What is a '52-Week High/Low'

A 52-week high/low is the highest and lowest price that a stock has traded at during the previous year. Many traders and investors view the 52-week high or low as an important factor in determining a stock's current value and predicting future price movement. As a stock trades within its 52-week price range (the range that exists between the 52-week low and the 52-week high), investors may show increased interest as price nears either the high or the low.

BREAKING DOWN '52-Week High/Low'

A popular strategy used by stock traders is to buy a stock when the price exceeds its 52-week high or to sell when the price falls below its 52-week low. The rationale behind this strategy is that if price breaks out from the 52-week range (either above or below), there is enough momentum to continue the price move in a favorable direction.

The 52-week high/low is based on the daily closing price for stocks and indexes. Often times, a stock may actually breach a 52-week high intra-day but end up closing below the previous 52-week high, thereby going unrecognized. The same applies when a stock makes a new 52-week low during a trading session but fails to close at a new 52-week low, going unrecognized. The cliché "If a tree falls in the woods and no one hears it, did it really fall?" applies. However, in these cases, the failure to make a new closing 52-week high/low can be very significant.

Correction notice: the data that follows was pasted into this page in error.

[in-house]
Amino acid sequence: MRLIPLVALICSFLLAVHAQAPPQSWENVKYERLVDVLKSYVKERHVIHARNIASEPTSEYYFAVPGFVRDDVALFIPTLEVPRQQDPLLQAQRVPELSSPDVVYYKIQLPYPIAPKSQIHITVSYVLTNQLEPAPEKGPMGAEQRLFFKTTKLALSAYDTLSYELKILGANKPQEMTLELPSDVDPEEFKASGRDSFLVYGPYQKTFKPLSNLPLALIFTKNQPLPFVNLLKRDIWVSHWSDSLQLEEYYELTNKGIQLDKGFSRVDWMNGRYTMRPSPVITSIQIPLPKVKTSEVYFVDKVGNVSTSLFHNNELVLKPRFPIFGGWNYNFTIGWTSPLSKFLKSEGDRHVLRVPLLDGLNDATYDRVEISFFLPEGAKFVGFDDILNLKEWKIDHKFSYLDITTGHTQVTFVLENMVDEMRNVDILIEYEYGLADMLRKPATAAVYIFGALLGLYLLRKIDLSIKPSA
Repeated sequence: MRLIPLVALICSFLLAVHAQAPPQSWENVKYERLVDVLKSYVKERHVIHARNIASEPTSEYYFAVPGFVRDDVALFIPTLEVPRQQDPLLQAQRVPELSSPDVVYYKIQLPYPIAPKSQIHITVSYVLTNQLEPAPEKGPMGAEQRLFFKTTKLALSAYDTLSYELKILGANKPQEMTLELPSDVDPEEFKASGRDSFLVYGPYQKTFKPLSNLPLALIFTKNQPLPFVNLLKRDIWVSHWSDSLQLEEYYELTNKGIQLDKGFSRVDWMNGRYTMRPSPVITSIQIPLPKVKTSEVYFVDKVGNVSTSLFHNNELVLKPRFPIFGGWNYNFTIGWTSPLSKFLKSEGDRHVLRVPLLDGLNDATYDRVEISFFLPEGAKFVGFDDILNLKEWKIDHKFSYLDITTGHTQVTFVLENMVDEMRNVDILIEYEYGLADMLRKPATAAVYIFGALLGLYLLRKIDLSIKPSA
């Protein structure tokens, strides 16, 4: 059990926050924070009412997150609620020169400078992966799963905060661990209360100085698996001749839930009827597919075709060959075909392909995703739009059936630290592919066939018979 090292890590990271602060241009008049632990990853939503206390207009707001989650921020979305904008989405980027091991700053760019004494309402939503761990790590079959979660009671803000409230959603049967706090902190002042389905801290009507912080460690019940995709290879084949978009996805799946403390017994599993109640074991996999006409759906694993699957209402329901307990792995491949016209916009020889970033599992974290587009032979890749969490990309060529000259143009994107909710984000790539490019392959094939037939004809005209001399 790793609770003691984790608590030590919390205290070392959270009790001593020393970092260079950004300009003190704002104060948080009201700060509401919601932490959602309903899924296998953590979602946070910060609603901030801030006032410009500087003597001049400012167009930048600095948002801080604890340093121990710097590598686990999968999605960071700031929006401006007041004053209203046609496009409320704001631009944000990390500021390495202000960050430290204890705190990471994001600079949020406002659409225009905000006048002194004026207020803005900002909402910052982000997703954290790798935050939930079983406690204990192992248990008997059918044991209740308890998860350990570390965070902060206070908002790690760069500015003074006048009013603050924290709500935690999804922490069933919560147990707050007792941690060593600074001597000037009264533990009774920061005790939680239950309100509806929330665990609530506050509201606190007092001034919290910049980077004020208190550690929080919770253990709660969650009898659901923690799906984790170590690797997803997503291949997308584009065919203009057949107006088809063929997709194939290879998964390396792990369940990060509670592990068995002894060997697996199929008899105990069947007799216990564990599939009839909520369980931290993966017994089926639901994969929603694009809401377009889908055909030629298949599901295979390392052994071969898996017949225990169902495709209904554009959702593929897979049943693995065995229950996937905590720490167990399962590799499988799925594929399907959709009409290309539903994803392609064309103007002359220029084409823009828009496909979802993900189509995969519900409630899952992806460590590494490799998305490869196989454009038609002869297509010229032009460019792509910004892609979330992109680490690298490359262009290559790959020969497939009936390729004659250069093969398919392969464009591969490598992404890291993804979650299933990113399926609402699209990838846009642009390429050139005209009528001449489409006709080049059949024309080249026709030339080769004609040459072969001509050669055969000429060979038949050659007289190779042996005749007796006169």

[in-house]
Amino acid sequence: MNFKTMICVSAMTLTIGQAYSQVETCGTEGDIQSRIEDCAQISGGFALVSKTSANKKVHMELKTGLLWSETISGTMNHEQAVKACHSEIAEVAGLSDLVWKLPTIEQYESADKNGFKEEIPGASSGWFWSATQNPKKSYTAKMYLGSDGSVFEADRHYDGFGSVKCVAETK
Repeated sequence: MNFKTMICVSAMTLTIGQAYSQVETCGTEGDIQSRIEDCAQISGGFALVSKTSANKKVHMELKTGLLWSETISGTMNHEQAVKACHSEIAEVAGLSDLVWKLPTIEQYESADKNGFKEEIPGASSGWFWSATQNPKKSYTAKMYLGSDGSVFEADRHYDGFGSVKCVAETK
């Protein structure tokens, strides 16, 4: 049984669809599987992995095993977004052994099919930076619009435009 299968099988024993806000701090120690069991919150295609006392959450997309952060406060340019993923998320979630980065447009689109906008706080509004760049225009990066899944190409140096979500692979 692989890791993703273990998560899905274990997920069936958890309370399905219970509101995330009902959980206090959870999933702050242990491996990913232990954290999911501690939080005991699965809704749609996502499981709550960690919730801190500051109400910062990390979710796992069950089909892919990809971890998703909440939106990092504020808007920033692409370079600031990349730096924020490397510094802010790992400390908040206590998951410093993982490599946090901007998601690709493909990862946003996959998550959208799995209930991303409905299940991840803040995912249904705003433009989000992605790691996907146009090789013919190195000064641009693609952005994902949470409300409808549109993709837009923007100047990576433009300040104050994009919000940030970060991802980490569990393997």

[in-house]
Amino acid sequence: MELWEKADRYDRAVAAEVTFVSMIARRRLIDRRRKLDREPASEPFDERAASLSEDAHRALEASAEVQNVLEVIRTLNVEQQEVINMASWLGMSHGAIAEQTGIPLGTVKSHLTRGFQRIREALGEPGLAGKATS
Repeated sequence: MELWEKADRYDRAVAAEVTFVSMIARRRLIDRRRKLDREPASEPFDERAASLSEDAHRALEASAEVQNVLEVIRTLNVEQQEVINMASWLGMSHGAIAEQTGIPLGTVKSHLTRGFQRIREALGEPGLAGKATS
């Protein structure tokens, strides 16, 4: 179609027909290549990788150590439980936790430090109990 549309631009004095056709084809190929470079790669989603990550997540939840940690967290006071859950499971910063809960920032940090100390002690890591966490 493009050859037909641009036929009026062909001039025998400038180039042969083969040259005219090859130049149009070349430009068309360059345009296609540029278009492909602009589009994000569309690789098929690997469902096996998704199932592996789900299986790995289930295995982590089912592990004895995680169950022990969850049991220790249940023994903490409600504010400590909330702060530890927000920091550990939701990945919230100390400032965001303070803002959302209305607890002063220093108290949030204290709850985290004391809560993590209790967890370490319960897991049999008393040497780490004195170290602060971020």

Intra-Day 52-Week High Reversals

A stock that makes a 52-week high intra-day but closes negative on the day may have topped out. Often times, professionals and institutions use 52-week highs as profit stop levels to lock in gains. Although 52-week highs represent bullish sentiment, there are also plenty of investors that are ready to lock in some or all of their gains. Stocks making new 52-week highs are often the most susceptible ones to see profit taking, resulting in pullbacks and trend reversals.

Intra-Day 52-Week Low Reversals

When a stock makes a new 52-week low intra-day but fails to make a new closing 52-week low, it may be a sign of a bottom. This can be determined if it forms a daily hammer candlestick. This can trigger short-sellers to start buying to cover their positions while bargain hunters come off the fence. Stocks that make five consecutive daily 52-week lows are most susceptible to seeing strong bounces when a daily hammer forms. These are a common filter for stock scanners.

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